Video enabled phones were launched this year by Cisco, Polycom, and Grandstream. But video endpoint devices which place more emphasis on video than voice calls are a different matter. Most CPE vendors offer a video-enabled UC client for the desktop computer, while more robust desktop telepresence endpoints were released by Tandberg, Radvision, and Polycom. The list is even longer when considering the broader video market; head-turning examples this year include:

* CounterPath's Bria softphone, which supports video
* Apple's FaceTime
* Skype's new 10-user videoconferencing
* Oovoo hosted videoconferencing.

A increased level of connectedness is demonstrated with the newly released Grandstream IP video phone. It can directly connect to over 500 million Skype users, including video calls. This wasn't accomplished with some complex licensing negotiation, but by spending six weeks applying the Skypekit SDK released last summer. The device interoperates with many other video brands, is SIP compliant, and also displays appointments from Google Calendar and personal photos from Flickr as a screen-saver.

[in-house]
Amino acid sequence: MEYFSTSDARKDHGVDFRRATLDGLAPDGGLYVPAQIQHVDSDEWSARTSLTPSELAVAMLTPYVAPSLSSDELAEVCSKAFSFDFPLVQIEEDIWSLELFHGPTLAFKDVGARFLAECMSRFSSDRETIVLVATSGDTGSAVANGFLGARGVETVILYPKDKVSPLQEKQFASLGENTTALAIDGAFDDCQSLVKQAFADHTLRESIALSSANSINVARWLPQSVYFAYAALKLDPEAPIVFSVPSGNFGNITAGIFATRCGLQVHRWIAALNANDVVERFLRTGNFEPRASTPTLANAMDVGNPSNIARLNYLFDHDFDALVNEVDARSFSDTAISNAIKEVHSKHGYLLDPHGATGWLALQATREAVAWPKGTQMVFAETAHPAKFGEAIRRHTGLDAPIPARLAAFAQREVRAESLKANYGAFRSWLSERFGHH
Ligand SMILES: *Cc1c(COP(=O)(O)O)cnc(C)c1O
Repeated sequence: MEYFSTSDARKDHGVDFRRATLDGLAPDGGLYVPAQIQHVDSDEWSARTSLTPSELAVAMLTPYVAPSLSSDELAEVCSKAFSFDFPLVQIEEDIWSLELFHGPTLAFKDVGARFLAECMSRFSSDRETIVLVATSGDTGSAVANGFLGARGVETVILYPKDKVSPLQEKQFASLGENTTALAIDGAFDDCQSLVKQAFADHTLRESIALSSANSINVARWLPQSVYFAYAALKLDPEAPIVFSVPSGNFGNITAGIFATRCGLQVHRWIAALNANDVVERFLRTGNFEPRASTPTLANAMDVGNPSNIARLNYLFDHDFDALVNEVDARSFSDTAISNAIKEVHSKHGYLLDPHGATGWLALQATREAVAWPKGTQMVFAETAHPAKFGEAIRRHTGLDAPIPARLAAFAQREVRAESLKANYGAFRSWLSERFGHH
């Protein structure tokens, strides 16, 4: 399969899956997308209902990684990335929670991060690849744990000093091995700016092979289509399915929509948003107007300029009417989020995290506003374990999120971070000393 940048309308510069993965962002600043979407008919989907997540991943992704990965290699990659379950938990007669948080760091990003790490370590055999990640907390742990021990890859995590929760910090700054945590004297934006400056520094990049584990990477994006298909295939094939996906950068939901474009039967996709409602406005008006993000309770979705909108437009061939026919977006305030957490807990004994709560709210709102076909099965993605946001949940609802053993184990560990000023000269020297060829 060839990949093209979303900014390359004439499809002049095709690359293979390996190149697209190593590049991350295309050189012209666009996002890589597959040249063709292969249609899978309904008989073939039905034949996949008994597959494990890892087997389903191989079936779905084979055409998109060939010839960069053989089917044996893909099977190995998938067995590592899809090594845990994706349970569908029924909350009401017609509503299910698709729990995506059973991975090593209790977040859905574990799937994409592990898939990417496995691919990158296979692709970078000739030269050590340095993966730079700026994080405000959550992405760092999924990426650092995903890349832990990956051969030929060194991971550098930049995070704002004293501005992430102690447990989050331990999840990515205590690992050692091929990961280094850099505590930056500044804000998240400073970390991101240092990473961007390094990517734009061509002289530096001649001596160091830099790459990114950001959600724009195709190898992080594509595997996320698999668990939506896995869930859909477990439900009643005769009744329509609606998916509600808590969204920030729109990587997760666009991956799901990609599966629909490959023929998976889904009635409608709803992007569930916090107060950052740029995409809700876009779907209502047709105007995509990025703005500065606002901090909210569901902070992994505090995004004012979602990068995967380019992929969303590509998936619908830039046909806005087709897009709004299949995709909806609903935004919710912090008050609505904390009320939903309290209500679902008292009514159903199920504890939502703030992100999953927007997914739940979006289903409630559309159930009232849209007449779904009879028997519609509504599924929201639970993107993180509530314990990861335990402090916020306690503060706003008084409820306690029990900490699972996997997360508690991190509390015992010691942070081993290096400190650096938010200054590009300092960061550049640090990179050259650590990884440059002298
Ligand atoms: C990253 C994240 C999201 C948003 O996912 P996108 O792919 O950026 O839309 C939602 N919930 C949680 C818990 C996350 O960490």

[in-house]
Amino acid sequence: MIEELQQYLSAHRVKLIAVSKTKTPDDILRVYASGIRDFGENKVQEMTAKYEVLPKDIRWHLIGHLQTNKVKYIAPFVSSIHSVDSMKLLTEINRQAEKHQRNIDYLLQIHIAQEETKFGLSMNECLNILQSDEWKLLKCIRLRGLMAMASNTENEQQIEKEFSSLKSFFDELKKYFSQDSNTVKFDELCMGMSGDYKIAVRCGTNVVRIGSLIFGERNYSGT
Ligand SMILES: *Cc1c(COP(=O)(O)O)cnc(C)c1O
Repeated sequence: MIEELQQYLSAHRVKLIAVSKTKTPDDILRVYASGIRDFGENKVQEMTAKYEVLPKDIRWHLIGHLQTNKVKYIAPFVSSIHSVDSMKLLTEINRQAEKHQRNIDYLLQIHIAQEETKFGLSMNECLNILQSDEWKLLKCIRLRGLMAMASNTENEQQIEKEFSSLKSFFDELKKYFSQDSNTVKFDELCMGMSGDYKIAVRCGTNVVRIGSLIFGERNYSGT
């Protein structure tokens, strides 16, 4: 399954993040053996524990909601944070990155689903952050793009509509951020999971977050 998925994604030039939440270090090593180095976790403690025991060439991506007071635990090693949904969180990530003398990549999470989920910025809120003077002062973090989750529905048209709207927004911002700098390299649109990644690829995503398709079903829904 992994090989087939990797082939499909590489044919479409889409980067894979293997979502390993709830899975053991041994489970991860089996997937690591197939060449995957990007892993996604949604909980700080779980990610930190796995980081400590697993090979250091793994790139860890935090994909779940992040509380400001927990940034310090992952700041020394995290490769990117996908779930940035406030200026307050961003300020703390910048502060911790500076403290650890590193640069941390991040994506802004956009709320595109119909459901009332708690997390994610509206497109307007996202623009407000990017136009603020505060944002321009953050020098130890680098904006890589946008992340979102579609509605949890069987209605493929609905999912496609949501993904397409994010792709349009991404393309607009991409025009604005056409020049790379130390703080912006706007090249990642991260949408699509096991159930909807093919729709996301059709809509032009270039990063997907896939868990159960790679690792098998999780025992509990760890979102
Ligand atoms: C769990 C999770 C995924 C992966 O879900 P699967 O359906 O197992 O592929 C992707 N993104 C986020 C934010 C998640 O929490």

USB ports are appearing on IP phones now. They can be found on high-end models from Avaya, Cisco, Mitel, and Polycom among others. The USB port's functionality varies, but example uses include firmware upgrades, storage (such as screen saver pictures), and enabling local call recording. Many phones now include a security or locking feature to restrict access to contacts and other personal information.